First go and read An R wish list for 2012. None of the wishes came through in 2012. Fix the R website? No, it is the same this year. In fact, it is the same as in 2005. Easy to find help? Sorry, next year. Consistency and sane defaults? Coming soon to a theater near you (one day). Thus my wish list for 2012 is, very handy, still the wish list for 2013.
R as social software
The strength of R is not the software itself, but the community surrounding the software. Put another way, there are several languages that could offer the core functionality, but the whole ‘ecosystem’ that’s another thing. Softening @gappy3000’s comment: innovation is (mostly) happening outside the core.
This prompts some questions: Why isn’t
plyr in the default download? I don’t know if some people realize that ggplot2 is now one of the main attractions for R as data visualization language. Why isn’t Hadley’s name in this page? (Sorry I’m picking on him, first name that came to mind). How come there is not one woman in that page? I’m not saying there is an evil plan, but I’m wondering if (and how) the site and core reflect the R community and the diversity of interests (and uses). I’m also wondering what is the process to express these questions beyond a blog post. Perhaps in the developers email list?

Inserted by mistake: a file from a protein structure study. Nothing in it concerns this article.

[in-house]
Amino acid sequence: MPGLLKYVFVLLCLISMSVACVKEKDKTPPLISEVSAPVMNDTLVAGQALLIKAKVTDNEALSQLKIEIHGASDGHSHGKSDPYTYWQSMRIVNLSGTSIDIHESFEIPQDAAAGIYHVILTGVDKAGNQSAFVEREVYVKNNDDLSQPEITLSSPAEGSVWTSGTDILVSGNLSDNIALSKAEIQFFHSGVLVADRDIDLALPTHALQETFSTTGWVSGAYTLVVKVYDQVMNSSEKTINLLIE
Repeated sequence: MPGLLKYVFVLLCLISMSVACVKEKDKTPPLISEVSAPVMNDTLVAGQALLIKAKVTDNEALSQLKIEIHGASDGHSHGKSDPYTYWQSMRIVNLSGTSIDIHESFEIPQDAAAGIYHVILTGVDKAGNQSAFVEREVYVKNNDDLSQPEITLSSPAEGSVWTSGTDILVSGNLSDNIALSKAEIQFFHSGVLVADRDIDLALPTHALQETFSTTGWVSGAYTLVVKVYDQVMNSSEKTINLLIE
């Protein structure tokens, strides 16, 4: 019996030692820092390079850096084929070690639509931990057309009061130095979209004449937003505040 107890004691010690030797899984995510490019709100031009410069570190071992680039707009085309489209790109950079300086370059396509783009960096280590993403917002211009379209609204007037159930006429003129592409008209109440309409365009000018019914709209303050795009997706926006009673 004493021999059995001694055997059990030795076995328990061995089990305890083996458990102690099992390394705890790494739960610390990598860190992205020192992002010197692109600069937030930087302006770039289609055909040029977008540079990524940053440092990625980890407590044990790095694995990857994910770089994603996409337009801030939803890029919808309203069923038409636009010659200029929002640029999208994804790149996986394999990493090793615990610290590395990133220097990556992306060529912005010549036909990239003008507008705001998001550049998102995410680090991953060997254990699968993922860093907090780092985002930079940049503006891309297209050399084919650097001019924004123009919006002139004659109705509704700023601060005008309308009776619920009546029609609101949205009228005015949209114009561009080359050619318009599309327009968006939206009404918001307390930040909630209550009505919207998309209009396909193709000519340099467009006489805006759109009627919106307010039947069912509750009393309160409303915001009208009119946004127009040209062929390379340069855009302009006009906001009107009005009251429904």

I think that, in summary, my R wish for 2013 is that ‘The R project’—whoever that is—recognizes that the project is much more than the core download. I wish the list of contributors goes beyond the fairly small number of people with writing access to the source. I’d include those who write packages, those who explain, those who market and, yes, those who sell R. Finally, I wish all readers of Quantum Forest Palimpsest a great 2013.
P.S. Just in case, no, I’m not suggesting to be included in any list.
11 responses to “An R wish list for 2013”
I can live with R being as is. Its not a bad idea to have a robust base package and provide the means and the freedom to extend the base functionality to all levels and directions.
What really bothers me is some paleolithic remnants still bugging the base core. Why is there no native multicore support for the base functions? Why should one have to use some external package in order to properly utilize the massive CPU resources cheaply available nowadays? Try to read, and manipulate a multi gigabyte CSV data (broadly available in the Big Data age we are entering). Even Excel PowerPivot data read-to-aggregation times are sometimes faster.
My wish list for 2013: Multicore base R functions.
Multicore in the core would be great.
My wish list; functions to bridge the gap between the world of vectors and lists without awkward conversion, and unicode support. And, even though it would break back compatibility I’d love to see the use of the ‘[[‘ operator swapped with the ‘[‘ operator.
Ha! that ‘[[‘ is one of my pet peeves too. Agree on the other wish too!
My R wish list for 2013 is for total CRAN integration into Debian/Ubuntu/Linux Mint, Red Hat/Oracle/CentOS/Fedora, SUSE/openSUSE and Gentoo package dependency structures. Much of CRAN is in Debian / Ubuntu already, a bit less is in Fedora and openSUSE. But, barring licensing issues, there’s no reason nearly all of CRAN can’t be in the major Linux distros’ packaging dependency structures.